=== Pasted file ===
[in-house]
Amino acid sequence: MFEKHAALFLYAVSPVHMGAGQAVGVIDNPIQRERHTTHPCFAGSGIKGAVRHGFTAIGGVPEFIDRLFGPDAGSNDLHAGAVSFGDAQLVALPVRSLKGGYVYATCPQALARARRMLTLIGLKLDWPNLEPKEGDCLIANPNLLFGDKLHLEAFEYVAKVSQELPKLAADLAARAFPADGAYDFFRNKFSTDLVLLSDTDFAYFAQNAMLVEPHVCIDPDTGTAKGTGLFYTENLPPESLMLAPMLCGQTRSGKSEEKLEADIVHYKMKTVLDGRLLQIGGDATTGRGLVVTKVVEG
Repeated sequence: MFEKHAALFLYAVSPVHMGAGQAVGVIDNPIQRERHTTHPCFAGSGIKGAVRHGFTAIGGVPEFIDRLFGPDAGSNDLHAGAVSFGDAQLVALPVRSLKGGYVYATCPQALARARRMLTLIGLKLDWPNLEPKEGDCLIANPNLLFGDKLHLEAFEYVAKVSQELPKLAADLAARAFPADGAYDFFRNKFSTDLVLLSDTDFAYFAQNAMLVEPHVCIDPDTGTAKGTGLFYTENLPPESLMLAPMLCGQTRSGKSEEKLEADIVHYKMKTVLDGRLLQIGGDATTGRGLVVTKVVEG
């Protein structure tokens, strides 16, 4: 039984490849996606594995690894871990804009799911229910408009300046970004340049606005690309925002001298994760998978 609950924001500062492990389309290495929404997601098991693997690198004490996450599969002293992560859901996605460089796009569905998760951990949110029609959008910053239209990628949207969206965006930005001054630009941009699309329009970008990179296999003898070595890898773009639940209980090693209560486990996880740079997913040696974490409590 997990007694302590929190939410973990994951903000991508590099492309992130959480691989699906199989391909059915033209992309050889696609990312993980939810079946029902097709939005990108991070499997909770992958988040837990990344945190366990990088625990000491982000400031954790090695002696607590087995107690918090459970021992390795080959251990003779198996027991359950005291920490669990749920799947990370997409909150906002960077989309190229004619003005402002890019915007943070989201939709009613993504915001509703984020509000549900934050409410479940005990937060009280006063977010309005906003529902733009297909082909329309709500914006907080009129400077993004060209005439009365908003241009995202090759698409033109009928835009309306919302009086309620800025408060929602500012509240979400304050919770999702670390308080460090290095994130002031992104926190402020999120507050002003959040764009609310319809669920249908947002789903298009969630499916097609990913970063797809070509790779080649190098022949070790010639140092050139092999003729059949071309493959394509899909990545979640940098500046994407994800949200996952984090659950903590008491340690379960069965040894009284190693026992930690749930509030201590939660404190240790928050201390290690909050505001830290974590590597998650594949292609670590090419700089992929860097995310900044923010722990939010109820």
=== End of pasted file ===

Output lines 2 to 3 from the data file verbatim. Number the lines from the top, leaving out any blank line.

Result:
Amino acid sequence: MFEKHAALFLYAVSPVHMGAGQAVGVIDNPIQRERHTTHPCFAGSGIKGAVRHGFTAIGGVPEFIDRLFGPDAGSNDLHAGAVSFGDAQLVALPVRSLKGGYVYATCPQALARARRMLTLIGLKLDWPNLEPKEGDCLIANPNLLFGDKLHLEAFEYVAKVSQELPKLAADLAARAFPADGAYDFFRNKFSTDLVLLSDTDFAYFAQNAMLVEPHVCIDPDTGTAKGTGLFYTENLPPESLMLAPMLCGQTRSGKSEEKLEADIVHYKMKTVLDGRLLQIGGDATTGRGLVVTKVVEG
Repeated sequence: MFEKHAALFLYAVSPVHMGAGQAVGVIDNPIQRERHTTHPCFAGSGIKGAVRHGFTAIGGVPEFIDRLFGPDAGSNDLHAGAVSFGDAQLVALPVRSLKGGYVYATCPQALARARRMLTLIGLKLDWPNLEPKEGDCLIANPNLLFGDKLHLEAFEYVAKVSQELPKLAADLAARAFPADGAYDFFRNKFSTDLVLLSDTDFAYFAQNAMLVEPHVCIDPDTGTAKGTGLFYTENLPPESLMLAPMLCGQTRSGKSEEKLEADIVHYKMKTVLDGRLLQIGGDATTGRGLVVTKVVEG